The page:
During the red-carpet premiere of “Rejuvenation,” film credits rolled as hundreds of students, faculty, family, and friends gave a standing ovation and cheered on the entire cast and crew of the much-anticipated suspense thriller. The GSU collaboration was executive produced by film and television veteran Tom Luse (B.A. ’74, M.S. ’81) and led by the Creative Media Industries Institute (CMII) along with the School of Film, Media & Theatre and the School of Music. Students largely participated in every aspect of the film, from acting and production to composing the riveting sounds and music.
School of Music’s pool of talent included Isaiah John Dennis a.k.a. John Yesha and Mitchell Seymour who created the film’s opening music track. Yesha composed and performed the music track while Seymour assisted with the mixing, all under the supervision of music industry professors Ben Yonas and Al Thrash, co-founders of GSU’s MTM Standard.
William Tate was tasked with the “Rejuvenation” sound design and Royal Teague took charge of composing the film score, his first feature-length film, which also included an original song co-written with Sienna Egar.
Teague, who graduated last spring with a master’s degree in music composition, explained that a film score is like any other element of filmmaking and storytelling. It channels the audience directly into the interior of the character and colors the world they inhabit.
We connected with Teague to learn more about composing the “Rejuvenation” film score and working alongside the acclaimed producer.
College of the Arts (COTA): How and when did you become involved with Rejuvenation?
Royal Teague (RT): It was kind of serendipitous. I had taken a few years away from school to tour and work on personal projects but decided to return to finish my master's in music composition. Dr. [Nickitas] Demos couldn't help but remark on the timing during my first week back, interviews for the Rejuvenation team were just weeks away. After that brief interview with Tom Luse in the spring of 2022, he asked me to come aboard not long after.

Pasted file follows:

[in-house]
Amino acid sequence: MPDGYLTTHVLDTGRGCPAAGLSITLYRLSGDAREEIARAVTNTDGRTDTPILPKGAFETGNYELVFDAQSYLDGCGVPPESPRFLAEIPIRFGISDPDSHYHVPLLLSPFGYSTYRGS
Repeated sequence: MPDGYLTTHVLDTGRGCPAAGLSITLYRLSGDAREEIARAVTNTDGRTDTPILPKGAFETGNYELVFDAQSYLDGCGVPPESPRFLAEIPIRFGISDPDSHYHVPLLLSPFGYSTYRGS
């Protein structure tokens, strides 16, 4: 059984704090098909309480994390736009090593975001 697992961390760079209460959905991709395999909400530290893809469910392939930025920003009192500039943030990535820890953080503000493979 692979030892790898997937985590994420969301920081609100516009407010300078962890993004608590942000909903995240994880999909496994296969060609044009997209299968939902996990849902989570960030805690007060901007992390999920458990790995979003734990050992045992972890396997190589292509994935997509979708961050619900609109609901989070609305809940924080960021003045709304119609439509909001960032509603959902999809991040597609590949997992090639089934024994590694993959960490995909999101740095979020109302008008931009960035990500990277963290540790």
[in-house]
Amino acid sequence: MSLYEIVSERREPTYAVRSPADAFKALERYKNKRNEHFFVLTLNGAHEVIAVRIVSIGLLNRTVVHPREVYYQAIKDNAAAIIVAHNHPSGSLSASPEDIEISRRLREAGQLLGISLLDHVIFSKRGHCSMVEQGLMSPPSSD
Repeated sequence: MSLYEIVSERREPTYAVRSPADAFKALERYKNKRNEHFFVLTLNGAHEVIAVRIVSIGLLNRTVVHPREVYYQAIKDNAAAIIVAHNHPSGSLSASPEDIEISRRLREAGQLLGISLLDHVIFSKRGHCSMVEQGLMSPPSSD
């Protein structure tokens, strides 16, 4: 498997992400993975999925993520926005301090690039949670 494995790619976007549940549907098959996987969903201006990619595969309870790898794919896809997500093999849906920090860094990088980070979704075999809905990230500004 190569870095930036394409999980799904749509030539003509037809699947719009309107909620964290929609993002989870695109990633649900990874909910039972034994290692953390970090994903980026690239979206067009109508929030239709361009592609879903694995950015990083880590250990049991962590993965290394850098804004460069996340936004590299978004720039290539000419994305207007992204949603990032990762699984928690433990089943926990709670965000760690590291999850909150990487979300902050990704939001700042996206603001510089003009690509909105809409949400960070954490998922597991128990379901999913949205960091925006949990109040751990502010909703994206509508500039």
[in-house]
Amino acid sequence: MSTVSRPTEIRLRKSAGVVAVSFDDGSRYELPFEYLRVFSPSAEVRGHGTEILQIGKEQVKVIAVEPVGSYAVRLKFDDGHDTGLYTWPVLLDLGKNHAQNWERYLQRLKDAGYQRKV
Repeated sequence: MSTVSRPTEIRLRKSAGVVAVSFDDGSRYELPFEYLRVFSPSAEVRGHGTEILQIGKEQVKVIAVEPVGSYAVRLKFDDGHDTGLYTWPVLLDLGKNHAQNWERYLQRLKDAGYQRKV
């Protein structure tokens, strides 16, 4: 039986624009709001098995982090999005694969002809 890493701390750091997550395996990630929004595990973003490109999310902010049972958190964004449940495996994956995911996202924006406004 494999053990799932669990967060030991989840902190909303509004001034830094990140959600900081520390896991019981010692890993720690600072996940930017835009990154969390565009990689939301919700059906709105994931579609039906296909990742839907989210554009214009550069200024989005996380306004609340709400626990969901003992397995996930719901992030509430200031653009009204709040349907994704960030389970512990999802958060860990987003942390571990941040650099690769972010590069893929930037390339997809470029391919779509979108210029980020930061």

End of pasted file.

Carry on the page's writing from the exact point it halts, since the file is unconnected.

COTA: What was the process of composing the score for Rejuvenation?
RT: Once Tom and I decided on the overall tone we wanted to evoke, I began to write some sketches that I thought would fit our vision. I read and reread the script multiple times to get a head start on developing characters and themes. Once I received the locked picture from the editors, I had about 3 weeks to write and finish the whole score using Logic Pro and a few live instruments recorded in my home studio. There's also an original song I wrote along with Sienna Egar that fits an important montage around the middle of the film.
COTA: In the film, is there one scene that you’re most excited about and that you would like the audience to pay close attention to?
RT: I had a prepared answer for this question during the panel portion on the night of the premiere, but after watching it with that audience, I spent the next day with a clearer answer. Without giving too much away, there's a scene towards the end of the film where the main characters have to work through a very delicate situation. When I first received the final cut of the film, that scene without music felt like an enigma to me. There were so many ways we could've scored it, I knew it needed something but couldn't immediately solve it. Tom and I walked through it beat by beat many times, and then something finally clicked. I landed on something complex that juggles about 3 different emotions at once. Once that happened, I had the same feeling as you get solving a puzzle, it's my favorite sequence in the film.
COTA: Overall, how much time did you spend working on Rejuvenation?
RT: From beginning to end, the entire process including pre-production took about two semesters. I was on and off through that time (also putting together my Master's recital). I'd visit the set whenever I had a break between classes which really paid off towards the deep understanding of the film. Like I said, after the wrap, I only had 3 weeks to write the whole score. Then after we had everything in place (Color, VFX, ADR), the audio team (William Tate, Sam Richardson) and I spent a few full days at Boom Post Audio dialing in the mix.
COTA: During the premiere, how did it feel to hear your film score come to fruition, and what’s one key takeaway from this signature film experience?
RT: Premieres are always a roller coaster of emotions. During some points while hearing my score, I wanted to crawl under my chair, but at others, I felt proud of what we made. Also, it can be really interesting to hear and feel how every audience member reacts, there are always surprising moments.